Brussels suspends CO2 tax for foreign airlines

Published on 13 November 2012 at 13:21

The European Commissioner for Climate Action, Connie Hedegaard, announced on November 12 a one-year exemption from the European ETS (Emissions Trading Scheme) for non-EU airlines flying into and out of the EU. The ETS, which came into force at the start of the year, was to force these companies to compensate for 15 percent of their greenhouse gas emissions by purchasing carbon credits on the European market.

Hedegaard “is giving the International Civil Aviation Organisation (ICAO) until September to come up with an overall alternative to the European project,” writes De Volkskrant, adding that the measure “is still in place for the internal EU flights” and that, whatever the origin of the company, “that represents about 40 percent of the original scheme.”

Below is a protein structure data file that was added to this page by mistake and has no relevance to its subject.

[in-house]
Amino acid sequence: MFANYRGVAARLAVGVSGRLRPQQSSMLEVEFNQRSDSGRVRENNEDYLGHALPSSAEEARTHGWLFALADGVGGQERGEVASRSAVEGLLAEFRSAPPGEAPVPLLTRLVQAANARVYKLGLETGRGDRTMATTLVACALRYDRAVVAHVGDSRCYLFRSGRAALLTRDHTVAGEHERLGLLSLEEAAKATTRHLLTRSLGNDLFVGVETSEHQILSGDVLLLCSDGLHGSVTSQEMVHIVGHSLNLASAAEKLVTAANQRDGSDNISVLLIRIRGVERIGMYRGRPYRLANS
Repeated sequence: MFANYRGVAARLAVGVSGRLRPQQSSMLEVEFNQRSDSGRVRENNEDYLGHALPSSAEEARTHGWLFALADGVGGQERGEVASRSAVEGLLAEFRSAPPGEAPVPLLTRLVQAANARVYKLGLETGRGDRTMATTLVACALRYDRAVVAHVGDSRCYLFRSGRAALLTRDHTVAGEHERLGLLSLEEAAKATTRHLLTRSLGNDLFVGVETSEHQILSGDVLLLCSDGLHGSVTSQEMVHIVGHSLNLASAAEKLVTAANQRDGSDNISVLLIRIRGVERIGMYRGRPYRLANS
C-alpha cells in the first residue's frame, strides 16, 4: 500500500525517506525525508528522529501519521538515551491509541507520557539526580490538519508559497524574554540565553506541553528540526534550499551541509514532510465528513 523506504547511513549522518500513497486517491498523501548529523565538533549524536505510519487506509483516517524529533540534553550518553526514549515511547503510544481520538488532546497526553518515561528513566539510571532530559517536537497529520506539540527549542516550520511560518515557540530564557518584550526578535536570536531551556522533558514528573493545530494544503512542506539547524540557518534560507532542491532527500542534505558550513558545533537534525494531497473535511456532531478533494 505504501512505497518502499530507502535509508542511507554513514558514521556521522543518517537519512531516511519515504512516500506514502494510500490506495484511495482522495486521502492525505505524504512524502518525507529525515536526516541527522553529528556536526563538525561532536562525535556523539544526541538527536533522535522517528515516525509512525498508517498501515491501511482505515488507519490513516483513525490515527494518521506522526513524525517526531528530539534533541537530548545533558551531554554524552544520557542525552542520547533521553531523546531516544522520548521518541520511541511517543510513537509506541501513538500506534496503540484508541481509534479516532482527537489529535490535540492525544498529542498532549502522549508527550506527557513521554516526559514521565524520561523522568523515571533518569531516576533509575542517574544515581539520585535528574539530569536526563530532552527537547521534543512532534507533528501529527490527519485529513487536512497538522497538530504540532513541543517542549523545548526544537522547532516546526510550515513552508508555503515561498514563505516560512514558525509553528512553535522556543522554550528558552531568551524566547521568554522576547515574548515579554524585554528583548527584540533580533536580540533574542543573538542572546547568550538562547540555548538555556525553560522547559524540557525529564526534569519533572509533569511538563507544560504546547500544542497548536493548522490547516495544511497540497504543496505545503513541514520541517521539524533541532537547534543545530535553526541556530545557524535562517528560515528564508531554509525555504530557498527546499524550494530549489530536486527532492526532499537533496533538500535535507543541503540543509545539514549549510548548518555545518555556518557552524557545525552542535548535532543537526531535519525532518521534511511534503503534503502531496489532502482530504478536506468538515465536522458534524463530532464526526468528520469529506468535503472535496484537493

If there is no agreement from the General Assembly of ICAO, “the European Commission will revert to its current stance,” El País adds. According to the Madrid daily, “the pressure has had its effect”, as the EU decision to impose its ETS on foreign companies went down very badly in international circles —

The United States responded by prohibiting American companies from paying the tax, India threatened to dynamite any possibility of agreement at the UN Summit on Climate Change, and China raised the threat of a trade war with the EU. The EU move provoked similar reactions in countries like Russia and Brazil. Europe now prefers to bury the hatchet in the hope of reaching a global agreement.

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“The announcement comes just weeks before the UN climate summit in Doha,” notes El País, however, “which could presage a change – for the better – on the eve of the negotiations.”

The European decision has – no surprise – been criticised by environmental organisations. According to De Volkskrant, some believe that, given “the vague promise from ICAO”, Hedegaard “capitulated too quickly”. Hedegaard herself seems to harbour some doubts about the proposal that will come from the ICAO. According to the Dutch newspaper, she reportedly has admitted that “we have no guarantees” that the alternative proposed by ICAO will be acceptable.

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